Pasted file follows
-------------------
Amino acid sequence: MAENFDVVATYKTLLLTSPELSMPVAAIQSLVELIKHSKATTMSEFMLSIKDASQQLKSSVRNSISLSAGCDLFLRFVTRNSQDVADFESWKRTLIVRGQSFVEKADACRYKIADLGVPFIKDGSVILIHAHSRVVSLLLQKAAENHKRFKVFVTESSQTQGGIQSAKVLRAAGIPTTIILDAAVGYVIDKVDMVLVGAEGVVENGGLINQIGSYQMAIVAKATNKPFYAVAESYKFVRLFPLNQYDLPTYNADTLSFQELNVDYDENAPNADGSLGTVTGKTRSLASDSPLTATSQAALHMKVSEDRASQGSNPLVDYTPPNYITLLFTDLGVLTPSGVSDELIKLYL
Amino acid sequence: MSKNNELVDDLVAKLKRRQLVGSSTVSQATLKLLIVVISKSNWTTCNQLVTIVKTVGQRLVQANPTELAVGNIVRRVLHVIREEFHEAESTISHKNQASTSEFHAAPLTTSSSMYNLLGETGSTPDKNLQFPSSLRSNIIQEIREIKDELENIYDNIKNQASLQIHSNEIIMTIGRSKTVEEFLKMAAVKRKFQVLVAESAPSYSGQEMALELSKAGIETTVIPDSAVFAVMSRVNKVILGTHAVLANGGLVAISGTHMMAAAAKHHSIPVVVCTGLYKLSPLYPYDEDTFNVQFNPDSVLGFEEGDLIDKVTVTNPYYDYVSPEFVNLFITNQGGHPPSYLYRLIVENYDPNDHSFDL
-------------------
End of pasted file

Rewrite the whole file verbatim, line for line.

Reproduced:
Amino acid sequence: MAENFDVVATYKTLLLTSPELSMPVAAIQSLVELIKHSKATTMSEFMLSIKDASQQLKSSVRNSISLSAGCDLFLRFVTRNSQDVADFESWKRTLIVRGQSFVEKADACRYKIADLGVPFIKDGSVILIHAHSRVVSLLLQKAAENHKRFKVFVTESSQTQGGIQSAKVLRAAGIPTTIILDAAVGYVIDKVDMVLVGAEGVVENGGLINQIGSYQMAIVAKATNKPFYAVAESYKFVRLFPLNQYDLPTYNADTLSFQELNVDYDENAPNADGSLGTVTGKTRSLASDSPLTATSQAALHMKVSEDRASQGSNPLVDYTPPNYITLLFTDLGVLTPSGVSDELIKLYL
Amino acid sequence: MSKNNELVDDLVAKLKRRQLVGSSTVSQATLKLLIVVISKSNWTTCNQLVTIVKTVGQRLVQANPTELAVGNIVRRVLHVIREEFHEAESTISHKNQASTSEFHAAPLTTSSSMYNLLGETGSTPDKNLQFPSSLRSNIIQEIREIKDELENIYDNIKNQASLQIHSNEIIMTIGRSKTVEEFLKMAAVKRKFQVLVAESAPSYSGQEMALELSKAGIETTVIPDSAVFAVMSRVNKVILGTHAVLANGGLVAISGTHMMAAAAKHHSIPVVVCTGLYKLSPLYPYDEDTFNVQFNPDSVLGFEEGDLIDKVTVTNPYYDYVSPEFVNLFITNQGGHPPSYLYRLIVENYDPNDHSFDL